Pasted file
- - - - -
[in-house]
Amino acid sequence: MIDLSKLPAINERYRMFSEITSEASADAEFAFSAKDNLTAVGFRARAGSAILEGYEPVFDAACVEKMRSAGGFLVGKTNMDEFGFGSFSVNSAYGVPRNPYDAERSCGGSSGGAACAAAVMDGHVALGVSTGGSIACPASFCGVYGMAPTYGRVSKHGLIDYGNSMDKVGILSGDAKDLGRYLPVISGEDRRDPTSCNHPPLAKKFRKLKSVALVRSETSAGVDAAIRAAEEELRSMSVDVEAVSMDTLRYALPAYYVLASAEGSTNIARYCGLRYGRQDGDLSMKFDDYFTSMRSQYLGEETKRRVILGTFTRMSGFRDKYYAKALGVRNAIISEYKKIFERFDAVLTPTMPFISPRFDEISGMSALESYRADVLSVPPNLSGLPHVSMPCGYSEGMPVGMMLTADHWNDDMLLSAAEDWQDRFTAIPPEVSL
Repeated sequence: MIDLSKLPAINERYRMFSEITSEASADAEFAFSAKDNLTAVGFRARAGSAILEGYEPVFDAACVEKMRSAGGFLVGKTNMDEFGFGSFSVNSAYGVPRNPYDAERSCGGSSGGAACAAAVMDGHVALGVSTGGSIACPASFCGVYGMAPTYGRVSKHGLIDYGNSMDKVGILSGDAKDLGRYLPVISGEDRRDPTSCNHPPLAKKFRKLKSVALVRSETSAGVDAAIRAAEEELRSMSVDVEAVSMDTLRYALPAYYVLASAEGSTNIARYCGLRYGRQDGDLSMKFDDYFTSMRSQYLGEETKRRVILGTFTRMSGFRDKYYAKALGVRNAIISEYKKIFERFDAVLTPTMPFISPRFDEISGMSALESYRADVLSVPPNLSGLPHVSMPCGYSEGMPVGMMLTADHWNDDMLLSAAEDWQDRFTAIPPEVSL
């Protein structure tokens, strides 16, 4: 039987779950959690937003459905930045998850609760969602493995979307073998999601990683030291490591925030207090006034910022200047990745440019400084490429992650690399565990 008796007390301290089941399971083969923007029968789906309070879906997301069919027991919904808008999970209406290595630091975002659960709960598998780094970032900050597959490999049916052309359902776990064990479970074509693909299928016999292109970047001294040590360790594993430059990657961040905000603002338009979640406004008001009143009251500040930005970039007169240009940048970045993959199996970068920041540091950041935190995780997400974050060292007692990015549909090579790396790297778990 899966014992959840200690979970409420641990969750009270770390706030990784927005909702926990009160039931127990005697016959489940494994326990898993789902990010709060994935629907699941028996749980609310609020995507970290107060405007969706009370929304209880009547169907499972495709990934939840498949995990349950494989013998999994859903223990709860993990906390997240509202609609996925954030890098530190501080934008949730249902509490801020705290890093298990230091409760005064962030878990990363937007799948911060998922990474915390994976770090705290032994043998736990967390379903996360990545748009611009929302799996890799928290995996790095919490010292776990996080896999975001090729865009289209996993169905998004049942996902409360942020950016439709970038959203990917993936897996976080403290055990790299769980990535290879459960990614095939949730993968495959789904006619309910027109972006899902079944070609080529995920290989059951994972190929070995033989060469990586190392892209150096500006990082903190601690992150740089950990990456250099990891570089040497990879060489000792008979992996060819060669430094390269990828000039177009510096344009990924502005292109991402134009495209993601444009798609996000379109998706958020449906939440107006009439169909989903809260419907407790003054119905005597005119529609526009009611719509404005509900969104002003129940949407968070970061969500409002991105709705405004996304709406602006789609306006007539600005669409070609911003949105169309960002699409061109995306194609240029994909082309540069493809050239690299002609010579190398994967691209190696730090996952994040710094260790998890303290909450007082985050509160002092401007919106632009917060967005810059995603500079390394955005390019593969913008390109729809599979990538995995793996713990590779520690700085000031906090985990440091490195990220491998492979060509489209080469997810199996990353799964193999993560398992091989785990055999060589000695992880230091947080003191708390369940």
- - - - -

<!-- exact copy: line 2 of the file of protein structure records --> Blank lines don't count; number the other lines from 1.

Amino acid sequence: MIDLSKLPAINERYRMFSEITSEASADAEFAFSAKDNLTAVGFRARAGSAILEGYEPVFDAACVEKMRSAGGFLVGKTNMDEFGFGSFSVNSAYGVPRNPYDAERSCGGSSGGAACAAAVMDGHVALGVSTGGSIACPASFCGVYGMAPTYGRVSKHGLIDYGNSMDKVGILSGDAKDLGRYLPVISGEDRRDPTSCNHPPLAKKFRKLKSVALVRSETSAGVDAAIRAAEEELRSMSVDVEAVSMDTLRYALPAYYVLASAEGSTNIARYCGLRYGRQDGDLSMKFDDYFTSMRSQYLGEETKRRVILGTFTRMSGFRDKYYAKALGVRNAIISEYKKIFERFDAVLTPTMPFISPRFDEISGMSALESYRADVLSVPPNLSGLPHVSMPCGYSEGMPVGMMLTADHWNDDMLLSAAEDWQDRFTAIPPEVSL